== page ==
The best practice activity for beginners is reading books. Unlike working with isolated words, beginners read many more words with much greater interest because the words tell a rewarding story. However, usually children need a skillful reader to scaffold their oral reading and help them succeed with challenging books. When the reader runs into a tough word, the most helpful response gives brief help with word recognition while sticking close to the meaning of the story.
We want students to use three major strategies when they are learning to read words: decoding, crosschecking, and rereading. The most important reading strategy we want our students to adopt is to decode, or "take a shot." We want students to focus on the spelling and use the letters to generate as accurate a pronunciation as possible, which research identifies as essential in making sight words. Next, we want students to read the rest of the sentence to crosscheck, i.e., to test whatever pronunciation they have generated in the context of the sentence. The rest of the sentence often provides a contextual boost that allows a reader to figure out the word, especially with irregular words. Finally, we want the reader to go back and reread the sentence. This gives further practice with the word, but more importantly, it leads the reader back into the story, which is the motivation for reading.
In summary, we want children to sound out the word, but then we want them to test the pronunciation in context. Decoding is the most powerful word identification strategy, which used skillfully, will get the reader close to the word. Crosschecking will complete word identification, allowing the reader to reexamine and remember the spelling map. Once a word is identified, we want the student to reread the sentence to pick up the thread of the story.
The "flip side" of crosschecking describes a procedure teachers and parents can use to help children read aloud.
Step 1: Wait and write. Wait several seconds to give the reader a chance to decode the word. When working with a group, teach the other children to wait as well. While you're waiting, write down the word and reader's attempt (if any). This may suggest a correspondence to work on in a future phonics lesson. For example, if the student misses top, sock, and rod, work on the short o correspondence next time.
2: Finish the sentence. Have the student read the rest
of the sentence for help.
(If the student keeps reading after the error, stop the reader at the
end of the sentence.) Completing the sentence gives a small contextual
boost to complete word recognition after partial
decoding. For example, the reader may say, "I rid my bike--Oh, I
ride my bike."
As the reader struggles with the word, don't say "skip it." We want the student to try a pronunciation because context usually isn't powerful enough to supply the word without phonetic cues. On the other hand, don't say "sound it out." That's the goal, but we need to scaffold sounding out, not badger the reader.
Step 3: Brief help. Provide a single brief and unobtrusive scaffold to assist the reader in identifying the word. The most effective scaffold we've discovered is a "coverup." Without saying anything, cover the word with your finger, and then slowly uncover the letters to help the reader sound out and blend. Some teachers use a small card, a bookmark, or a "coverup stick" (a decorated popsickle stick). With children just beginning to decode, uncover single letters or digraphs (e.g., s-a-ck). With more advanced beginners, uncover syllable chunks (e.g., news-pa-per).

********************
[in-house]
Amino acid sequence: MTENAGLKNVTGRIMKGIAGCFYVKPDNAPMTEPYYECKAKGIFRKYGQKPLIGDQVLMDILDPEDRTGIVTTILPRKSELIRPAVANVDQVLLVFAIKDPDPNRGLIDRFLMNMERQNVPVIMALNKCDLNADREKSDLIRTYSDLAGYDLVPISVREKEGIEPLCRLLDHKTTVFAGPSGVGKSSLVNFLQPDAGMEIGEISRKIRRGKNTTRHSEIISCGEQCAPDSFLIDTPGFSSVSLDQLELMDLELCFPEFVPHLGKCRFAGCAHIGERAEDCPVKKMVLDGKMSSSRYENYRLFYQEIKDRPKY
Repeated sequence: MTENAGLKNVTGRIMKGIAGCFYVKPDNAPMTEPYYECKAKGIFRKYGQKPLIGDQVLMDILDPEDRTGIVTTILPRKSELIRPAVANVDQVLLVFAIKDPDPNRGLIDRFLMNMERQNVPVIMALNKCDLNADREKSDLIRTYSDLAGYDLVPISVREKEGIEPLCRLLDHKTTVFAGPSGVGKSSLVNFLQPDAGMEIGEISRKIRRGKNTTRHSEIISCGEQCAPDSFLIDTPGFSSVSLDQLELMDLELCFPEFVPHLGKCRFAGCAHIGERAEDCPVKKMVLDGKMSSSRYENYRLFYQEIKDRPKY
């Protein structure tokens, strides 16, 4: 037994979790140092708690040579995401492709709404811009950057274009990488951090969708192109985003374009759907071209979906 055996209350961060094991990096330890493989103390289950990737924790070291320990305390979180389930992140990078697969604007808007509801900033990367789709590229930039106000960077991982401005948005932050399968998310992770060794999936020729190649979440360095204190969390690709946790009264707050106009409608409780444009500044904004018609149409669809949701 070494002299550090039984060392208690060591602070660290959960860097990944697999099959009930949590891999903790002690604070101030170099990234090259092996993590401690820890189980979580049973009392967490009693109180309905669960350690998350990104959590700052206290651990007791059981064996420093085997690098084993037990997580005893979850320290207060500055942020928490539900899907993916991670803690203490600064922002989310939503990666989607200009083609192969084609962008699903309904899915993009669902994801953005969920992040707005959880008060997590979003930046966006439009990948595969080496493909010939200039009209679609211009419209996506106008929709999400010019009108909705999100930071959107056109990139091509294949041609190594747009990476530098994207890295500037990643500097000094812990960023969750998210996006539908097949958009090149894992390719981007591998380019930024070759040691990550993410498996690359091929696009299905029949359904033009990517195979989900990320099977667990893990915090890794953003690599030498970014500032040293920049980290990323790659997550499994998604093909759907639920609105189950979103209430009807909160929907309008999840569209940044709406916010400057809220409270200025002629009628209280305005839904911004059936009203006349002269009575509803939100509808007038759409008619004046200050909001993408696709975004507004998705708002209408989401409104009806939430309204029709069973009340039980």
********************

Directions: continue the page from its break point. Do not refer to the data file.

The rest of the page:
The coverup scaffold is especially helpful because it is the least likely to disrupt reading. Also, it models a strategy the reader can use for self-help. After you have explained and provided coverups for a few lessons, ask the reader to "try a coverup." Coverups make decoding easier by helping students work with smaller, easier units of print.
Sometimes coverups don't work well because the student is missing a needed correspondences. For example, in decoding flew, the student may sound out the consonants but have trouble with the vowel digraph. In this case, you could point out what a tricky part of the spelling says, e.g., that ew says /OO/.
Step 4: Provide the word. If your brief help doesn't work, provide the word. Any further instruction will take the reader too far from the story. Don't ask questions, give hints, teach phonics, or ask the student to try again. Observe the one-failure limit: Don't allow a child to fail again after you've given a scaffold.
Step 5: Reread. Ask the student to reread the sentence. This shifts attention back to the story and gives the reader a second chance to read the unfamiliar word. Do this whenever the child gets the word--after any measurable delay, after a coverup, or after providing the word.
Special situations: We usually do not correct errors that don't change meaning, e.g., "home" for house. This follows the principle "Choose your battles carefully." If a word is well beyond your reader's decoding ability (e.g., tortilla or chamois), supply it immediately. Finally, if the reader is struggling with many words, he or she needs an easier book. Children make the best progress when they struggle with no more than one word in 20. When they are less than 95% successful in identifying words, they lose interest, give up on crosschecking, fail to understand the story, and take no pleasure in reading.
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